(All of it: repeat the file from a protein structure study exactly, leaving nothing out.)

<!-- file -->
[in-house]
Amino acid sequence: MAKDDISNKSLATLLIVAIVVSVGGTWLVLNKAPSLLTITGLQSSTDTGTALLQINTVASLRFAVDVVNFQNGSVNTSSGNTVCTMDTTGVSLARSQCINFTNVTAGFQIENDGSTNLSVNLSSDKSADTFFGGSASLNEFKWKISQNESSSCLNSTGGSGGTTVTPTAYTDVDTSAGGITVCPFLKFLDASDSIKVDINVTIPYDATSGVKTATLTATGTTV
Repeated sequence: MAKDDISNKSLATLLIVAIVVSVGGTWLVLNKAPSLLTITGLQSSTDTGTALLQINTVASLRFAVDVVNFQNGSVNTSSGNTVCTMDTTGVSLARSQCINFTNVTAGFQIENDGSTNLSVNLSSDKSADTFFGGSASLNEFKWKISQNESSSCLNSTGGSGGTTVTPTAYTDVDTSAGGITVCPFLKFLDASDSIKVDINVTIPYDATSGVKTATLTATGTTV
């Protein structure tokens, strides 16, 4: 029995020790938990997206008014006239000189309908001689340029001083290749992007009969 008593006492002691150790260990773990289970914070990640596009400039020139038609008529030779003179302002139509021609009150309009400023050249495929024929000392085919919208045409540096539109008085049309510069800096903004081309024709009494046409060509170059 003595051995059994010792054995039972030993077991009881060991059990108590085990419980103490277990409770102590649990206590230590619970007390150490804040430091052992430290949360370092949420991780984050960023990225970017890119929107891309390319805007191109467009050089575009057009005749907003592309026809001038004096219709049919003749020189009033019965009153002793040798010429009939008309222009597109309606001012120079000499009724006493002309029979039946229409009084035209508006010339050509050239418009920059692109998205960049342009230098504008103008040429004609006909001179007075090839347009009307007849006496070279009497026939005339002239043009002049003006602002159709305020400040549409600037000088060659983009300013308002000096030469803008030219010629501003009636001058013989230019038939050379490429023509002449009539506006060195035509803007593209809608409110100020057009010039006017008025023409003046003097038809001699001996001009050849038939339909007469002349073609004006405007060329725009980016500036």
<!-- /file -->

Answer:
[in-house]
Amino acid sequence: MAKDDISNKSLATLLIVAIVVSVGGTWLVLNKAPSLLTITGLQSSTDTGTALLQINTVASLRFAVDVVNFQNGSVNTSSGNTVCTMDTTGVSLARSQCINFTNVTAGFQIENDGSTNLSVNLSSDKSADTFFGGSASLNEFKWKISQNESSSCLNSTGGSGGTTVTPTAYTDVDTSAGGITVCPFLKFLDASDSIKVDINVTIPYDATSGVKTATLTATGTTV
Repeated sequence: MAKDDISNKSLATLLIVAIVVSVGGTWLVLNKAPSLLTITGLQSSTDTGTALLQINTVASLRFAVDVVNFQNGSVNTSSGNTVCTMDTTGVSLARSQCINFTNVTAGFQIENDGSTNLSVNLSSDKSADTFFGGSASLNEFKWKISQNESSSCLNSTGGSGGTTVTPTAYTDVDTSAGGITVCPFLKFLDASDSIKVDINVTIPYDATSGVKTATLTATGTTV
């Protein structure tokens, strides 16, 4: 029995020790938990997206008014006239000189309908001689340029001083290749992007009969 008593006492002691150790260990773990289970914070990640596009400039020139038609008529030779003179302002139509021609009150309009400023050249495929024929000392085919919208045409540096539109008085049309510069800096903004081309024709009494046409060509170059 003595051995059994010792054995039972030993077991009881060991059990108590085990419980103490277990409770102590649990206590230590619970007390150490804040430091052992430290949360370092949420991780984050960023990225970017890119929107891309390319805007191109467009050089575009057009005749907003592309026809001038004096219709049919003749020189009033019965009153002793040798010429009939008309222009597109309606001012120079000499009724006493002309029979039946229409009084035209508006010339050509050239418009920059692109998205960049342009230098504008103008040429004609006909001179007075090839347009009307007849006496070279009497026939005339002239043009002049003006602002159709305020400040549409600037000088060659983009300013308002000096030469803008030219010629501003009636001058013989230019038939050379490429023509002449009539506006060195035509803007593209809608409110100020057009010039006017008025023409003046003097038809001699001996001009050849038939339909007469002349073609004006405007060329725009980016500036």